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How Will History Judge the Lamborghini Diablo GT?
Nobody can deny that Audi makes everything better, so how does the Diablo GT fit into Lamborghini’s modern history?

How Will History Judge the Lamborghini Diablo GT?

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Back in the late '90s, Lamborghini was owned by an Indonesian-Malaysian conglomerate. They were making money on the Diablo, but their only model was a creation of Chrysler with styling by Gandini. While they were on the ropes, a last grasp at greatness would be to revise their only car in order to look appealing to new owners.

These heady days were spearheaded by Ferdinand Piech, whose leadership of Volkswagen was at war with his cousins at Porsche. Adding Lamborghini to the Volkswagen empire would give him leverage against his family, and that’s why the first-generation Diablos represent the last supercars from an independent Lamborghini.

Development was underway before the Germans came calling, and it essentially gave Lamborghini a blank check to transform the Diablo into something Mr. Pagani and Mr. Gandini could be proud of. While the chassis remained the same (on paper), almost every exterior and interior part was examined, tested, and revised if needed.

Somewhere deep in a German lab, the Diablo was dissected down to the valve stems and found deficient in almost every measure. What was needed was an all-new supercar, and work began on what would become the Murcielago. In the meantime, Lamborghini needed something big enough for the motoring press to love, while satiating enthusiasts until the new car arrived. Enter the Diablo GT.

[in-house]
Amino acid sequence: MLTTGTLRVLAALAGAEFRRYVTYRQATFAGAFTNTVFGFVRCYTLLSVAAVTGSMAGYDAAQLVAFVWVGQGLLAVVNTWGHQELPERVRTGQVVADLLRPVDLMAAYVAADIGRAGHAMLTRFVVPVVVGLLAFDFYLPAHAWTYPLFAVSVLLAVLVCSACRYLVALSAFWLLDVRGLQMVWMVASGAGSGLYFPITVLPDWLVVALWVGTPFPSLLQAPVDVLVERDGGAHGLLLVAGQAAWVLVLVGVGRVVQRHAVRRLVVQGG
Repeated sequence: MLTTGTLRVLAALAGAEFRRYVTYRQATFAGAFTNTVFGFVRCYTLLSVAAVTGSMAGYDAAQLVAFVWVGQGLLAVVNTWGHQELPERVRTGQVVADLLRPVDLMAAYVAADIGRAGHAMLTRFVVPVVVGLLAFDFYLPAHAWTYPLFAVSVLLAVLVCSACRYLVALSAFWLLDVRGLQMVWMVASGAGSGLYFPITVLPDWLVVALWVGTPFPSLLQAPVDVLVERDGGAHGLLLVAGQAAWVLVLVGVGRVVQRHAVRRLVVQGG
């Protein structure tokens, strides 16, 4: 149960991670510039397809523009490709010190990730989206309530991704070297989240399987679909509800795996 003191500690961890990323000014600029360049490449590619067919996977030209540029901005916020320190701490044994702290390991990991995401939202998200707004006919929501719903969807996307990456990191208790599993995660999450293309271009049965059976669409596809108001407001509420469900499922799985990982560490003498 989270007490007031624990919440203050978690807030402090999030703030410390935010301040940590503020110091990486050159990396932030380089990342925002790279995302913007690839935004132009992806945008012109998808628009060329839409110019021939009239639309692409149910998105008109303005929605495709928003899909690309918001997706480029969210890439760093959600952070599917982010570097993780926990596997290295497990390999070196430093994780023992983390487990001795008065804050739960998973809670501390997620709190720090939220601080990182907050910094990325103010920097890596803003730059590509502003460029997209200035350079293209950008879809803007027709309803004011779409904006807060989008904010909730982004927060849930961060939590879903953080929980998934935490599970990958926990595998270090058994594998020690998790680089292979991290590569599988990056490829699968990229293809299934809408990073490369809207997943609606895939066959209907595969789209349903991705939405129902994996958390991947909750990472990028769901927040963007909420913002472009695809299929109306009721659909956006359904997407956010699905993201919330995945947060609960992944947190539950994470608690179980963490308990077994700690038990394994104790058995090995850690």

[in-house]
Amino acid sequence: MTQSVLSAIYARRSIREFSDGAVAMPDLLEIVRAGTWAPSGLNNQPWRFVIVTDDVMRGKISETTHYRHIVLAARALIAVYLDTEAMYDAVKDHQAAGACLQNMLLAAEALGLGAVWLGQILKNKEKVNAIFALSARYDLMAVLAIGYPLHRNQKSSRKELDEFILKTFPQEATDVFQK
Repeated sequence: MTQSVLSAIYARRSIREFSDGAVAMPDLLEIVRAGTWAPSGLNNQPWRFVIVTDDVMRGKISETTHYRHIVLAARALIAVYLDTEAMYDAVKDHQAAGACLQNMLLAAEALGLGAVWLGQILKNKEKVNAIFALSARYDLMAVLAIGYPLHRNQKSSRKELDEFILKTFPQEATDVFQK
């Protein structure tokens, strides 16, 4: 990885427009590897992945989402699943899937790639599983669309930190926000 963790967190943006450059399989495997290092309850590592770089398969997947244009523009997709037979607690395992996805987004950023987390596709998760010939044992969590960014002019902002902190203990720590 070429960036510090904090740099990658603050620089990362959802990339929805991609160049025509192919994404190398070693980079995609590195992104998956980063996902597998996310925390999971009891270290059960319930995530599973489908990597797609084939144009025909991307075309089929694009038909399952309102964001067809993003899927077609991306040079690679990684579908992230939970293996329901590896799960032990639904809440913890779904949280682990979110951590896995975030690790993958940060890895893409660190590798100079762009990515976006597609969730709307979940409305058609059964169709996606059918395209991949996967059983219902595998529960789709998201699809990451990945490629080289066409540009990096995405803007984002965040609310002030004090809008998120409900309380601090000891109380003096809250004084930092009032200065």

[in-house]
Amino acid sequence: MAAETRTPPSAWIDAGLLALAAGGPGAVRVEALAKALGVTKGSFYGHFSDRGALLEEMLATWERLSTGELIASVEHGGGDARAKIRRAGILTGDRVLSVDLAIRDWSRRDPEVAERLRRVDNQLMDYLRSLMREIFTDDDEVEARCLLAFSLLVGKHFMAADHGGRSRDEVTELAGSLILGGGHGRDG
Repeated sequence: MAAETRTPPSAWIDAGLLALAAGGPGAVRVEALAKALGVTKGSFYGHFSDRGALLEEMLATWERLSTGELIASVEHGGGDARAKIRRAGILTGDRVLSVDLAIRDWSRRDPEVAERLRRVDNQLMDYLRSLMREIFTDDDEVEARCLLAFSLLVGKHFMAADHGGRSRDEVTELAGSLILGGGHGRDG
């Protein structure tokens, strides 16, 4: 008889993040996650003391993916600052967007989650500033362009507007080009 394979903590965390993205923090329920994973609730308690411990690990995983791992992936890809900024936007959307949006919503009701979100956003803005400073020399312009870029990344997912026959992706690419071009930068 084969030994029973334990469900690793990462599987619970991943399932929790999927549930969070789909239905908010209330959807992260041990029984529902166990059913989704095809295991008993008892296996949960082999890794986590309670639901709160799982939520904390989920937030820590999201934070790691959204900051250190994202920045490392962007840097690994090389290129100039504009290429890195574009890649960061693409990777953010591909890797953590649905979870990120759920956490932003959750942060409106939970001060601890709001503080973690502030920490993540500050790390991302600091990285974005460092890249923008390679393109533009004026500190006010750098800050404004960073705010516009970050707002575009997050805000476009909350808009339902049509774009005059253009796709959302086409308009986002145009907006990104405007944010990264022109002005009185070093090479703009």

A smart move when considering the lineup for the Diablo’s 2nd generation was to eliminate the base model. The Diablo SV was introduced in ‘95, and it was so popular that it would now be their entry-level offering. It all started with 18-inch wheels becoming the new norm, and then the interior took inspiration from contemporary German fashion. The instrument cluster even had warning lights similar to those found on Bang & Olufsen home audio. By far, the most notable change involved borrowing Nissan’s headlights from their 300ZX.

While that would be fine for most, they needed a halo car to keep customers interested. Starting with unique body panels, carbon fiber was used up front to force air into the oil cooler. The massive rocker panel intakes would feed the transmission and brake coolers, while a roof scoop sucked boundary layer turbulence into the engine bay to cool the Raging Bull.

This was needed to feed a more potent V12. It was bored from 80 mm to 84 mm to reach 6 liters, and it offered 567 horsepower along with 630 Nm (465 lb-ft) of torque. This was 7% less torque than the earlier Diablos, but it was rated at 5,500 rpm instead of 4,800 rpm. This much torque over such a broad plateau is worh more than 100 horsepower at the rear wheels.

The Diablo GT is much wider than lesser models, but it's not obvious at first glance. They used optical illusions on the order of Walt Disney to placate timid owners, with OZ Racing suppling 3-piece wheels. Having nearly the same lip front to rear, the offset and backspacing allows the rear track to be much wider without hinting at the car’s abilities.

This is the first Lamborghini aimed at us enthusiasts. A carbon fiber interior with 4-point harnesses could be had with an Alpine touchscreen. Customers could choose from a myriad of gear ratio choices in their 5-speed manual while engineers worked on perfecting E-Gear for the Murci. Lamborghini knew the future was unavoidable, so they pulled out all the stops for this fitting tribute. Only a few have been imported because of the 25-year ban on great cars, so this is the one you need to be looking for.

A big thanks to John Temerian and his team from Curated who took class honors at The Amelia this year. If you have been on the fence regarding a 90’s supercar, the later Diablos are all that is right with the world. Stay with us for more great event coverage!



 
 
 
 
 

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